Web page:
African names are culture-specific. Take, for example, my grandmother’s name Mazvirega (you have stopped it). The story is that her parents had lost a number of babies in their infancy. When she was eventually born, they did not give her a name for some time because they did not want to give a name and then watch the child die like the others had done. So, after the child had survived for more than a month, the family gave the child a name, but in the process addressing and rebuking both death and the ancestors by saying “This one has survived, and you have stopped your habit of killing our babies”.
The Shona gave names, and some still do up to today, based on events. It could be events before the child was conceived or even born, or it could be events when the child was born. Others get names from personalities that the parents may idolise. Like these days, a lot of baby boys are being named after European soccer players-Ronaldo, Rooney, Lionel and others. You may come across people with names of the Chimurenga heroes such as Parerenyatwa, Tongogara, Takawira, Chibwechitedza, Gonakudzingwa and that immediately tells you that they were either born during the struggle or that their parents were somehow involved in the liberation war. My late uncle and freedom fighter named his children Tichavatongamabhuna, Gonakudzingwaruvimbo, Madenyika and Tapembedzwa who was born at independence. You can tell that personal experiences and historical events informed their choice of names.
Even when it comes to giving foreign names, the Shona still have a logical story behind the name. My nephew’s wife is called Miriam and when I asked her why she got that name when both of her parents were not Christians, she said when she was born, she cried for a very long time and someone jokingly said “This one is Miriam Makeba”.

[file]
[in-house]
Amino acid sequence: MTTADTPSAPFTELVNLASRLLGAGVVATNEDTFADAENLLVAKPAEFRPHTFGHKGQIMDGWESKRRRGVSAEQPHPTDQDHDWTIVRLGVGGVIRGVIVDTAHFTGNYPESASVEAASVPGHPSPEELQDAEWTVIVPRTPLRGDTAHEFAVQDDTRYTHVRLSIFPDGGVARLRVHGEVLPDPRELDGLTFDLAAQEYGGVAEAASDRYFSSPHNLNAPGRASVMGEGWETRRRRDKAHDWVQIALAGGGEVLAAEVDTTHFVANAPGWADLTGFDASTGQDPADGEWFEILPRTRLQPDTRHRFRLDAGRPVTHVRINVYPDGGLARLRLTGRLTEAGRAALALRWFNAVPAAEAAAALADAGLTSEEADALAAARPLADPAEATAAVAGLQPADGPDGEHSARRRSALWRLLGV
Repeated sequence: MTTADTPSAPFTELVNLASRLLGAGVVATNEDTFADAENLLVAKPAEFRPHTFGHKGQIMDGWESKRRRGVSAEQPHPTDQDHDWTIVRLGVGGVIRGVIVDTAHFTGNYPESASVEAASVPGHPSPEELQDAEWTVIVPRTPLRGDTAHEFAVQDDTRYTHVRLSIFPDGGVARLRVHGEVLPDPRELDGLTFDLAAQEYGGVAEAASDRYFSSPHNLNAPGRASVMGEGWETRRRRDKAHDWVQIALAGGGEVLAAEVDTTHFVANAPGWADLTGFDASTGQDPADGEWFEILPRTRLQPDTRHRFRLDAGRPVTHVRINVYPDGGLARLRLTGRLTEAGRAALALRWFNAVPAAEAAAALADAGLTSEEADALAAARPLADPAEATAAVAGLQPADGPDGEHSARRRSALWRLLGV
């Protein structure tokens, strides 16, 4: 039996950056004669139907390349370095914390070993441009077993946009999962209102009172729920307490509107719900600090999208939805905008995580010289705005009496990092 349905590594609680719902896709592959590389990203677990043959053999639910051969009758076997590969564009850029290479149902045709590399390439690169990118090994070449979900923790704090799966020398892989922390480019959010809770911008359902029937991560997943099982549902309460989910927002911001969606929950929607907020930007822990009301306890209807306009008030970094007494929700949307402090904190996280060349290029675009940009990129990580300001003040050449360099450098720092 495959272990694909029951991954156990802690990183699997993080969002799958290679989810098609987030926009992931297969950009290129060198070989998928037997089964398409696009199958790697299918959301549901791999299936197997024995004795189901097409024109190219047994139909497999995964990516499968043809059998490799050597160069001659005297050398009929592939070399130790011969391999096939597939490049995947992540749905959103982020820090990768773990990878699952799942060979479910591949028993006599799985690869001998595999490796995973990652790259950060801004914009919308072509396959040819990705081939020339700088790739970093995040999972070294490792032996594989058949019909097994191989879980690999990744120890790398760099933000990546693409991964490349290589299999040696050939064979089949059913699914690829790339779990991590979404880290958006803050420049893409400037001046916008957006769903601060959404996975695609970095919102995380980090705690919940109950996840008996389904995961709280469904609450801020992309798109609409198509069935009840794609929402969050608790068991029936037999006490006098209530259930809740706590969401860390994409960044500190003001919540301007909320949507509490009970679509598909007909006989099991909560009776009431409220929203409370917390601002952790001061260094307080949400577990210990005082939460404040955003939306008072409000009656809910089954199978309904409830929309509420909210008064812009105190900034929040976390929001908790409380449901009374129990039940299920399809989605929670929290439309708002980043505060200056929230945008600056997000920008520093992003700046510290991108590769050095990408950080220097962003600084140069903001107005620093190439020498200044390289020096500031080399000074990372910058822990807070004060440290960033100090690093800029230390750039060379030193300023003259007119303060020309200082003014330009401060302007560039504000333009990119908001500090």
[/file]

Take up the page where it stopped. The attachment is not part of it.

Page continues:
That became her name. There is a generation of people who have no idea at all who Miriam Makeba is, but to those who grew up in the late 60s and 70s – Miriam Makeba was a great singer.
The city being a place that is completely different from the village where everybody knows everybody, tends to have another strange naming culture…. It is also becoming fashionable for soldiers to answer to the name Gunman.
This explains our veneration for guns and power. Whatever the case, it is important for Zimbabweans to know that a name is an identity marker and a source of pride if it is positive."
Here are some selected comments from that article’s page
(All of these comments are from 2014):
"Some of our vernacular names cannot be translated to English and still retain equivalent meaning. There are some names that become a challenge especially if one goes to live in English-speaking countries overseas. Names like Kissmore, Psychology, Takemore, etc. Wish it was cheap and easy to change first names when one comes of age.
Our Shona names are beautiful even for those who wish aspects of Christianity in their children's names"
gerro (to) Shomwe Nucleus
"I would urge anyone with a' funky' name to go and change their names by deed poll its not at all expensive, I did it and i feel so free. .what's in a name > You!
"That is the reason i have changed my name to my beautiful Ndebele name Thandiswa yet I'm Manyika, it still points one to my cultural identity and I love it.
"Any name has meaning to the family. There is a reason why someone calls their child "Reason" - ndicho chikonzero. If we can name the child Chikonzero, why can't we name him/her Reason? The names are not for us who do not know the family dynamics to unpack but for the families to unpack."
"i am sorry to say this as it might anger a lot of people , but mostly its uneducated people who like to give their children english names, names they know nothing about whose meanings are alien to them. i believe you should name your children in your vernacular"
"long winded muddled up essay. Names like Joseph or Imaculatta (Roman Catholic) were given mainly on baptism at the Missions. Most names of adults in traditional Zimbabwe were "mazita emadunhurirwa" that they got, not at birth, but in adulthood."